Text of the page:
AuthorTopic: Electric Bicycles  (Read 58622 times)

Offline K-Dog

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Re: Electric Bicycles
« Reply #255 on: September 04, 2018, 09:34:53 AM »
I'm picking up a new Cripple Cart to keep down in the Lower 48 at Brian's place.  When we come to Seattle you gotta do some modifications on it to soup it up!

RE

A battery pack with one extra cell in the series stack should give peppy response over a reduced range it the electronics don't complain.  A custom charger would be needed but that should be pretty simple to do.
« Last Edit: September 04, 2018, 09:36:42 AM by K-Dog »
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🚲 New Priority Embark electric bicycle features Bosch powered belt driven CVT
« Reply #256 on: November 02, 2018, 05:16:41 AM »
https://electrek.co/2018/11/01/priority-embark-electric-bicycle/

New Priority Embark electric bicycle features Bosch powered belt driven CVT


Micah Toll

- Nov. 1st 2018 9:52 am ET

@MicahToll



Priority Bicycles has just dropped the veil on their new electric bicycle, the Priority Embark.

The new electric bicycle removes most maintenance-heavy components typically found on e-bikes, creating a nearly maintenance-free electric bicycle.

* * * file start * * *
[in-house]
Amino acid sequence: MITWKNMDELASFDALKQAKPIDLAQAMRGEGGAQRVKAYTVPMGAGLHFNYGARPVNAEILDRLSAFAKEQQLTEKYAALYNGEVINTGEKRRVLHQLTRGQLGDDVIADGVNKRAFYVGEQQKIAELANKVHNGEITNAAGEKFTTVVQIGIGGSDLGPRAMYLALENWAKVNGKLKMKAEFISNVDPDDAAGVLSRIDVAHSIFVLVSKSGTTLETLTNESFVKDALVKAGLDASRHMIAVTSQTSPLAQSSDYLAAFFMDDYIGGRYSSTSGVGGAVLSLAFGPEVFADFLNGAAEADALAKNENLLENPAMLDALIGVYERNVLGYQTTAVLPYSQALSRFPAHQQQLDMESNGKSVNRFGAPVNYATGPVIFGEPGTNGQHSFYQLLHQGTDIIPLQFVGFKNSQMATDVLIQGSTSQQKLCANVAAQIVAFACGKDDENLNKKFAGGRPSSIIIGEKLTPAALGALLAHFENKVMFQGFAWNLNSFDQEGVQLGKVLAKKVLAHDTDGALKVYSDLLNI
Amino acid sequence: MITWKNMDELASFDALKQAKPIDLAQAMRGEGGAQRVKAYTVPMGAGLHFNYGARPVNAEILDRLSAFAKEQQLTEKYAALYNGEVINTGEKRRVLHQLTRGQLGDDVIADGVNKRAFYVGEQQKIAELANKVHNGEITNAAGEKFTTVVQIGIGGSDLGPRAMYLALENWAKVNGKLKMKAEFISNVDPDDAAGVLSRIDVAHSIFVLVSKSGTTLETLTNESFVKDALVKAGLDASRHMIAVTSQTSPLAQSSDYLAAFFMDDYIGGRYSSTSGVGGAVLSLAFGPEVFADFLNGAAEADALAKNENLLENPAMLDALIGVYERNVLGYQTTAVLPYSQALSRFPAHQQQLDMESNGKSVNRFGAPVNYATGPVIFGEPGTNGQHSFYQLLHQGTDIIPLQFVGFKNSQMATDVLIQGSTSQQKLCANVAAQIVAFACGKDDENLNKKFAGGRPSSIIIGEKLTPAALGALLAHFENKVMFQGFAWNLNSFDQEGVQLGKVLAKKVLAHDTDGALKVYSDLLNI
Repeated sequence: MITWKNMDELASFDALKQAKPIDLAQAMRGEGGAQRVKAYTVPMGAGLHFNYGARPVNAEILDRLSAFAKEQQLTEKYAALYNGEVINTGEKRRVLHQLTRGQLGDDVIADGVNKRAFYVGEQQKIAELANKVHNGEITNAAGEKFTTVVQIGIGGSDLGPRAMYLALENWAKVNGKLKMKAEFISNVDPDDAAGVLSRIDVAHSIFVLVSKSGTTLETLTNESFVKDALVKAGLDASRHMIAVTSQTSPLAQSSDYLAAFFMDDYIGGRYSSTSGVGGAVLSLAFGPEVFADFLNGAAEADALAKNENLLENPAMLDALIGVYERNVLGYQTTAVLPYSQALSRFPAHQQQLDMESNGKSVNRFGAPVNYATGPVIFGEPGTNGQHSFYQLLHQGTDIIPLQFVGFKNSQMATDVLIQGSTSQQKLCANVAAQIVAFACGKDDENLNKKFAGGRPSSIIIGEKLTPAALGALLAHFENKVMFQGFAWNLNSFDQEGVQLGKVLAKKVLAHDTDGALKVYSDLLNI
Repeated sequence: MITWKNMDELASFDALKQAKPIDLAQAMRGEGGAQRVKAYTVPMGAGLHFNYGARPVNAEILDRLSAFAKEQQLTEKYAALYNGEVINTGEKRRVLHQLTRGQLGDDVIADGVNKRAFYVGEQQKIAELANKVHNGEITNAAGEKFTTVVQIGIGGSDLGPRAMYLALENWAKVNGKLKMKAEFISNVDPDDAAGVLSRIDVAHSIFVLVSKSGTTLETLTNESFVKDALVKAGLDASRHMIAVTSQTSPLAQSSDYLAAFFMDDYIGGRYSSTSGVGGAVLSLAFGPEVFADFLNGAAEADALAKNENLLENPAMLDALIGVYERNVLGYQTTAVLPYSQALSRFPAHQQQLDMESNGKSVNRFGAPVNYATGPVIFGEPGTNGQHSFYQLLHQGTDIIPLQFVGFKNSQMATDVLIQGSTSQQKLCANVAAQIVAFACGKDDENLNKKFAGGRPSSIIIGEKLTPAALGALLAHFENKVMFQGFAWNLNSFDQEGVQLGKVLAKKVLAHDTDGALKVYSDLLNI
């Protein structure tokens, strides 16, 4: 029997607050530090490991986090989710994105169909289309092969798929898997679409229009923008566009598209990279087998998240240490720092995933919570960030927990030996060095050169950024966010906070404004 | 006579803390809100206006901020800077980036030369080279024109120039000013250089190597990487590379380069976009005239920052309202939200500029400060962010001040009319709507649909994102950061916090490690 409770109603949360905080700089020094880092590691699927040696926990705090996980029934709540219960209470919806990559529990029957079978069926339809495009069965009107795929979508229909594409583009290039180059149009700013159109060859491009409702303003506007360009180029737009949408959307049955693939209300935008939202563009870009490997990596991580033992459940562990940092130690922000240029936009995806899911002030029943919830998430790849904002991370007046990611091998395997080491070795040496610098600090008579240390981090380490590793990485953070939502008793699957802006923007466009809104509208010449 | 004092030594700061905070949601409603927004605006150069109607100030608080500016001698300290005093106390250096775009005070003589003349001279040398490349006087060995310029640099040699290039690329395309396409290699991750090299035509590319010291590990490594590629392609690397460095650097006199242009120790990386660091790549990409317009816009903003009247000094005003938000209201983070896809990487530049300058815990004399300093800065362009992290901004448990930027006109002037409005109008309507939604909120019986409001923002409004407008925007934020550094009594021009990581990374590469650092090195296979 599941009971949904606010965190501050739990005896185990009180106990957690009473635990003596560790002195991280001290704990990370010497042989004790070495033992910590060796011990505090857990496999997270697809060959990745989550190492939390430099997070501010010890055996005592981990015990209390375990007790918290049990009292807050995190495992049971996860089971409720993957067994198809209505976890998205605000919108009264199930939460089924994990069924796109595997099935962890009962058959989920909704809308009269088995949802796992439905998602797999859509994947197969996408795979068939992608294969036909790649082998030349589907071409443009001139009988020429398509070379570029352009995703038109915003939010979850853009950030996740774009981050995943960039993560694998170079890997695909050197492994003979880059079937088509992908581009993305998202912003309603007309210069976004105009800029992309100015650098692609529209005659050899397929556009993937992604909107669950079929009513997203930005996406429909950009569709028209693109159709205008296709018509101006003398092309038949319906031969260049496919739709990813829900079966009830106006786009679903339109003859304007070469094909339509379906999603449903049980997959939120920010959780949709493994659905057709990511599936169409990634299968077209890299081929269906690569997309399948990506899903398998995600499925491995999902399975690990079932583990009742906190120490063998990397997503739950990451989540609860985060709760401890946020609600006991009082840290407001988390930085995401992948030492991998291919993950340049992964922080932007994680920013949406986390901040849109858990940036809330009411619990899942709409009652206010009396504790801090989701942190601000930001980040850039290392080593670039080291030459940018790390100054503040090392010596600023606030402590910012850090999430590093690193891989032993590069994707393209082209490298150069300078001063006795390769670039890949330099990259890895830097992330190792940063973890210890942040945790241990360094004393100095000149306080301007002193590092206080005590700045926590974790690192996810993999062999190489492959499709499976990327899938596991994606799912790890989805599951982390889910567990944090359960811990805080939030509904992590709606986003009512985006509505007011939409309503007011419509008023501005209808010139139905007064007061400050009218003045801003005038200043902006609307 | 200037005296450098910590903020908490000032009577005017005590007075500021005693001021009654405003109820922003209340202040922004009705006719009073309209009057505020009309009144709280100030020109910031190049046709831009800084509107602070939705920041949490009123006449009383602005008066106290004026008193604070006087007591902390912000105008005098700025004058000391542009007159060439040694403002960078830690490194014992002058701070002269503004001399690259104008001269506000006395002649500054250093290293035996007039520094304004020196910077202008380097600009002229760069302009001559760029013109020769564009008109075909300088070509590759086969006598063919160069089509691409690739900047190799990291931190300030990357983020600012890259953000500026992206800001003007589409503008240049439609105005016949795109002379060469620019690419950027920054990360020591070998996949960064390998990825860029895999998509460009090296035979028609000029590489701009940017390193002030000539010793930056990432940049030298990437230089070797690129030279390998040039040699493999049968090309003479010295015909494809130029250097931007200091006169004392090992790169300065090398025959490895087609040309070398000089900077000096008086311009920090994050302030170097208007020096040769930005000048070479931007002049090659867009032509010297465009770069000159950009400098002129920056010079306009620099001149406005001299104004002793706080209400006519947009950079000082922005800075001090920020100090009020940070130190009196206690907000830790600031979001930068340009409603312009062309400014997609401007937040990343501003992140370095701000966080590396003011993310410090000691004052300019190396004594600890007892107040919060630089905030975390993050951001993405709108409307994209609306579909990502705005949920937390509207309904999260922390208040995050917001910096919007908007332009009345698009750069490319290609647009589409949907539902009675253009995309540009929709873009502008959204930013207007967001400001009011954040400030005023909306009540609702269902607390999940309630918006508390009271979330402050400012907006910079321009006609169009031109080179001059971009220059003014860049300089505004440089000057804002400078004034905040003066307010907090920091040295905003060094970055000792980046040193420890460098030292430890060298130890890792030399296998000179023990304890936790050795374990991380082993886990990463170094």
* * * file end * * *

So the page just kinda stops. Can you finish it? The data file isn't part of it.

Priority Embark electric bicycle

Priority Bicycles’s new e-bike, the Priority Embark, features an array of high-end components. We’ve seen such high-end components on e-bikes before, but they usually cost twice the price.

The centerpiece of the bike is Bosch’s newest mid-drive motor, their Bosch Active Line Plus. The motor is designed to provide pedal assist up to 20 mph (32 km/h). That classifies the e-bike as a Class 1 electric bicycle. For anyone who wants to get exercise while still enjoying the commuting power of an electric bicycle, a Class 1 e-bike is for you.

The down tube battery, which is integrated into the frame instead of resting on top, is sufficient for 50 miles (80 km) of range. Keep in mind that this is a pedal assist bike, meaning that 50 miles is likely realistic.

A Gates Carbon Drive Belt transfers power from the Bosch motor to the rear wheel. That removes the chain and front gears, reducing the number of high-maintenance parts.


priority embark front


priority embark angle


priority embark

On the other end of that belt is an Enviolo Trekking continuously variable transmission (CVT). The CVT allows shifting from rest like a standard internally geared hub. However, it also provides an infinite number of intermediate gear ratios between its stops. The CVT replaces the derailleur and standard cassette found on most electric bicycles.

Hydraulic disc brakes are also included, which reduce the need to adjust cable-actuated disc brakes.

For comfort and durability, the Priority Embark also features a WTB saddle and WTB tubeless tires and rims.